• Dec 20, 2023   MOKSH Academy

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Demystifying Visas Involved in the USMLE Process

If you're a medical graduate looking to pursue further training or residency in the United States, understanding the visa options available is crucial. The right visa can significantly impact your career path. Let's break down the categories of visa for USMLE (United States Medical Licensing Examination) process and their key features. Getting a visa for USMLE is a crucial part to understand. With the help of this blog, you get enlightened on the important aspects of visa for USMLE.

Categories of Visa Involved in the USMLE Process

To get a visa for medical residency in USA, it is very important to understand the different categories that are involved.

  1. B-1/B-2 Visa (USCE): This visa is used for clinical experiences like USA Clinical Experience (USCE) by medical students, known as a tourist visa. A visa for clinical rotations in USA under B-1/ B-2 is valid for six months.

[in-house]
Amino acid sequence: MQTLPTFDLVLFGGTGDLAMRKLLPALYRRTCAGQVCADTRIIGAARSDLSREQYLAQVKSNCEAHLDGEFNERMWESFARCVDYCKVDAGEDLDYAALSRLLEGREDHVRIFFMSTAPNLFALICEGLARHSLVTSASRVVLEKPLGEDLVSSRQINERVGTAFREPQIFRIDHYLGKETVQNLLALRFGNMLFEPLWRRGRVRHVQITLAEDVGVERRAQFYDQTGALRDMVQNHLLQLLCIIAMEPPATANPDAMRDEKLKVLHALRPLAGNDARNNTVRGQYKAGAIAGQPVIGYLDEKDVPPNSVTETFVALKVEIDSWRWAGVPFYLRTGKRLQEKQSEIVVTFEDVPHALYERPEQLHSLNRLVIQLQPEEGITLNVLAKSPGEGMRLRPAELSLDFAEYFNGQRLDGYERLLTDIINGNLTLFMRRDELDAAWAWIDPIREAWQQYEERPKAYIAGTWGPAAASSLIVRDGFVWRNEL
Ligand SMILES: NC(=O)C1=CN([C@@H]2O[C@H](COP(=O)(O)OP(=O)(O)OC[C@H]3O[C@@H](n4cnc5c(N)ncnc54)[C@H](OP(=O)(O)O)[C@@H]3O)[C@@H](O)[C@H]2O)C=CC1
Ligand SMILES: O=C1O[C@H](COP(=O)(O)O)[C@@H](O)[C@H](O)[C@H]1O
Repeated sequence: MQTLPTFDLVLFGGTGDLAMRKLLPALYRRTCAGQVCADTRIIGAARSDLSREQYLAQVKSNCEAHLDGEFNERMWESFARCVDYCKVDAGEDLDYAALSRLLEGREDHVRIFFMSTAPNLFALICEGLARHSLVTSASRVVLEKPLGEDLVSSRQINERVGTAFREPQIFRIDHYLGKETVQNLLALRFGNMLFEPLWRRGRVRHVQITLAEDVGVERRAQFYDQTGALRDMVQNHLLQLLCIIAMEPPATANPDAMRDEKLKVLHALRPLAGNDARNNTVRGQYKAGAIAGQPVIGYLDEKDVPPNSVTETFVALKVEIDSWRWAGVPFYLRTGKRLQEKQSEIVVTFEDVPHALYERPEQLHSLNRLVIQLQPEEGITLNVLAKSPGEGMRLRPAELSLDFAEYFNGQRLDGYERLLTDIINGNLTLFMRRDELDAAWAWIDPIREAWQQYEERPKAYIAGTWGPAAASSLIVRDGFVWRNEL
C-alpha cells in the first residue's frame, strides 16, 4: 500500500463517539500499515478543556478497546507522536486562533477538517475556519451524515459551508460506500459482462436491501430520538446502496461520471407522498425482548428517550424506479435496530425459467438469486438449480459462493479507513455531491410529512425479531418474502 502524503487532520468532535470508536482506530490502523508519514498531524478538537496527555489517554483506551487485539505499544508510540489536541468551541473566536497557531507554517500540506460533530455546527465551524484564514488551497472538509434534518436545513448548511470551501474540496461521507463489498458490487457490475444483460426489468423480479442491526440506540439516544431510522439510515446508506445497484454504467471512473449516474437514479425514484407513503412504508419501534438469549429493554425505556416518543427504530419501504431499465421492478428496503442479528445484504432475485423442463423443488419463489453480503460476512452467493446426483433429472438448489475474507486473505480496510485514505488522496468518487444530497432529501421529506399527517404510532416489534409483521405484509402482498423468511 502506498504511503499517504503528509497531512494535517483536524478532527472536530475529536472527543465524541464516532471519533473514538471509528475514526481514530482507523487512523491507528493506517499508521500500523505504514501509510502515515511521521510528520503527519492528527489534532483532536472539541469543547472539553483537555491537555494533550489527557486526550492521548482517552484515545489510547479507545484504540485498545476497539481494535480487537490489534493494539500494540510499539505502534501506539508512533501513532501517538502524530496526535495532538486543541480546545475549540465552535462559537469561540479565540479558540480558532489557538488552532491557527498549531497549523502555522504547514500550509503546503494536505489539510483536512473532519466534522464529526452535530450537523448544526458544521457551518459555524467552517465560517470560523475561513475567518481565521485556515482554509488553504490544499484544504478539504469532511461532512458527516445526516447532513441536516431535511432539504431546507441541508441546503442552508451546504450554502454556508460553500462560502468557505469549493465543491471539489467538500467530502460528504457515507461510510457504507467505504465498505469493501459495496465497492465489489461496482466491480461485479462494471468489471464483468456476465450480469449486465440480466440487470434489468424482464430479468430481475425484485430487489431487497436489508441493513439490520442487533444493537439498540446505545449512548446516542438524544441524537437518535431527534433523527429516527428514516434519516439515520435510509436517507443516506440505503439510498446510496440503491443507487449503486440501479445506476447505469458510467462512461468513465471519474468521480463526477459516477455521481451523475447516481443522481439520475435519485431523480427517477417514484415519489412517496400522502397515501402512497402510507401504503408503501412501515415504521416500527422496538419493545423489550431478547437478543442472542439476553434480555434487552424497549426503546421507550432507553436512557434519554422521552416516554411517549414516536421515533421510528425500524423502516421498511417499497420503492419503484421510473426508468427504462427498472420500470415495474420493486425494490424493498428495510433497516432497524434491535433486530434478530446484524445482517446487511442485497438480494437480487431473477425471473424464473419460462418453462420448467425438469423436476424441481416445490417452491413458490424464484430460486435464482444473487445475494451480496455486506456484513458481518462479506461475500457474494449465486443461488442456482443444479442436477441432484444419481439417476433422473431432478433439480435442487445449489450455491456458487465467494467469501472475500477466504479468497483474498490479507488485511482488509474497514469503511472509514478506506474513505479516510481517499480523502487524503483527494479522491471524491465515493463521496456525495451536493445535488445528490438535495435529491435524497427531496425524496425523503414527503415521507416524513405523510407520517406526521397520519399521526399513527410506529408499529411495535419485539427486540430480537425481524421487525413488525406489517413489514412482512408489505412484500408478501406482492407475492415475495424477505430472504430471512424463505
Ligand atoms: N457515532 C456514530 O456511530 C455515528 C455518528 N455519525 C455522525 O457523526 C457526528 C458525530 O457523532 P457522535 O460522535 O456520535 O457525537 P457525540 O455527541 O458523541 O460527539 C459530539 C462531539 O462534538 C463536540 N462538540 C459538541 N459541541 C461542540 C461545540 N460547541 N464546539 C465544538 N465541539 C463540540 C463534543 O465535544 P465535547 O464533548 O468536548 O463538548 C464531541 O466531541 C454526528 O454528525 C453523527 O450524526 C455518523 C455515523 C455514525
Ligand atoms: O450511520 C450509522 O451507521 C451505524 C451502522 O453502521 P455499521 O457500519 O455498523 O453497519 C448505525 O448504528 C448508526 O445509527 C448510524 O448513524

2. J-1 Visa (Residency/Fellowship/Research): The J1 visa is a work visa commonly used for medical residency, fellowships, or research programs.
  3. H-1B Visa (Residency/Fellowship/Research): The H-1B visa is again a work visa offered for medical residency, fellowships, or research, but it comes with some differences from the J1 visa.
  4. F-1 Visa (Academic Programs): If you're studying to pursue academic programs like MPH (Master of Public Health), MHA (Master of Health Administration), or research, the F-1 visa is suitable.